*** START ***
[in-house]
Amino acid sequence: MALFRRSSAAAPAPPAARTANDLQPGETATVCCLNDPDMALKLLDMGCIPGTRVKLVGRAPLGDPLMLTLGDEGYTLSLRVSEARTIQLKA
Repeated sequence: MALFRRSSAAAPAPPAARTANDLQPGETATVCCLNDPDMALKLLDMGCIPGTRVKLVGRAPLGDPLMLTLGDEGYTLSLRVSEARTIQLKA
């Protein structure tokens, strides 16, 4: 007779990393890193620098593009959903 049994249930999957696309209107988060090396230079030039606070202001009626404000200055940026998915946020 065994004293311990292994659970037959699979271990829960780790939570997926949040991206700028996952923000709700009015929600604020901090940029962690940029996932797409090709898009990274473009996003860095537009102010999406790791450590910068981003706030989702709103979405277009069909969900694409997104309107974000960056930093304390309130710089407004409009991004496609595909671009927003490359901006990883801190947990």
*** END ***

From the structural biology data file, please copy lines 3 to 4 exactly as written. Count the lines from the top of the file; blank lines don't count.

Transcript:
Repeated sequence: MALFRRSSAAAPAPPAARTANDLQPGETATVCCLNDPDMALKLLDMGCIPGTRVKLVGRAPLGDPLMLTLGDEGYTLSLRVSEARTIQLKA
């Protein structure tokens, strides 16, 4: 007779990393890193620098593009959903 049994249930999957696309209107988060090396230079030039606070202001009626404000200055940026998915946020 065994004293311990292994659970037959699979271990829960780790939570997926949040991206700028996952923000709700009015929600604020901090940029962690940029996932797409090709898009990274473009996003860095537009102010999406790791450590910068981003706030989702709103979405277009069909969900694409997104309107974000960056930093304390309130710089407004409009991004496609595909671009927003490359901006990883801190947990």